Learning and Skills in the Digital Workplace
|Department of Digitalization
Howitzvej 60, 2000 Frederiksberg
Registration is required. Please sign up by emailing Lena Hercberga at firstname.lastname@example.org
IRIS VAN DER BURG, Learning Advisor - Early Career & Onboarding, Shell
Title: Learning in an Age of Digital Transformation
Abstract: The world is changing. As the world accelerates toward a future of clean energy, the importance of the difference we can make is clear: through our goals, our strategy, our pillars – but mostly, through our people. Our people are our greatest asset. How can digital technologies and innovations in the learning space support and enable the rapidly changing skills requirements in the workplace? Iris will share some ideas and experiments from Shell’s OD & Learning team for discussion and consideration.
KASPER MUNK, Training Partner, Novo Nordisk
Title: Digital Training Through Standardisation of Competences at Novo Nordisk
Abstract: Rapid expansion of advanced production facilities at Novo Nordisk has made augmented and virtual reality an attractive innovation for practical skills training. A core learning from this journey is that a fine-grained standardisation of work processes and related human competences is an important stepping stone towards digitalisation of training. This insight resembles lessons from learning technologies previously implemented within Novo Nordisk, including the use of video, iPads and job aids on the shop floor. When a work process has been broken down and described step-by-step, our digital technology can assist communication of what it takes to do the job. However, even with an extensive knowledge management system in place, and with work processes formally standardised, the production of digital content (VR, AR, video, written instructions) is highly labour intensive and the media is inflexible and thus vulnerable to continuous process changes. In light of new developments within generative artificial intelligence, it is timely to consider nascent AI-based opportunities for overcoming the workload and inflexibility of creating learning content; and to explore ways to circumvent the need for fine-grained standardisation of target work competencies.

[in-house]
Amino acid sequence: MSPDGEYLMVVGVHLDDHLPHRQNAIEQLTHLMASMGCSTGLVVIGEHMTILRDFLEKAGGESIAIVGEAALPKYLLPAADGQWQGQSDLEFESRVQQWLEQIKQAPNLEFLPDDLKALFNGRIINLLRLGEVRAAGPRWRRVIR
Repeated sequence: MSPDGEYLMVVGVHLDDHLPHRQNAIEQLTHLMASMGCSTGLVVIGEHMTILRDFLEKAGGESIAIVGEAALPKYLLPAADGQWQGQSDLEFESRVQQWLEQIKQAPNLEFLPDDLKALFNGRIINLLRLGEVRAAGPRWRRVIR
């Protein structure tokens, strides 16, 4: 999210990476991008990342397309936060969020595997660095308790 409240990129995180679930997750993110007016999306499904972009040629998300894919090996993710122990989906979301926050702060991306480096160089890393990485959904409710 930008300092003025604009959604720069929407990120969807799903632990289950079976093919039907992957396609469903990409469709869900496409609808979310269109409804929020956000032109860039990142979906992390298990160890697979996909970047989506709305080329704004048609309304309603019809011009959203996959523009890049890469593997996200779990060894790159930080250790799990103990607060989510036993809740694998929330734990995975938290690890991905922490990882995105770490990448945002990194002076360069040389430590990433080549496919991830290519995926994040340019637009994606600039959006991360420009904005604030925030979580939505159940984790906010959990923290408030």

ANOUSH MARGARYAN, Professor, CBS
Title: Artificial Intelligence and Skills in the Workplace
|Abstract: The development and diffusion of artificial intelligence (AI) technologies in workplaces are transforming the nature of work practices and their constituent skill requirements. This dual transformation is challenging for workers, organisations, and societies, who are faced with the need to develop and enhance extant and new skills required to succeed in increasingly AI-mediated work settings. Although literature has recognised skills as a key factor in the development and uptake of AI technologies, there has been paucity of empirical research on the precise nature of skill requirements in AI-mediated workplaces. This talk will highlight some of the key issues in the current debate on AI and workplace skills and outline an agenda for future research in this societally-important but poorly understood area.
Bio: Anoush Margaryan is Professor and Endowed Chair in the Department of Digitalization at Copenhagen Business School. She studies how people learn and develop skills in the workplace and how digital technologies and learning practices are mutually shaped and reshaped within emergent forms of work including AI-mediated work practices. Her research draws on theories and approaches from learning sciences, psychology, sociology, and organisational studies, with a particular focus on the application of theories of human agency, self-direction and self-regulation, and the life course in learning and development in the workplace. She has over 130 scientific publications, including 2 books, co-authored with over 55 collaborators internationally and has led over 20 collaborative, interdisciplinary, intersectoral, international research projects funded by the UK Economic and Social Research Council (ESRC), Shell, BP, Energy Institute, the European Centre for the Development of Vocational Training (Cedefop), the Volkswagen Foundation and World Bank.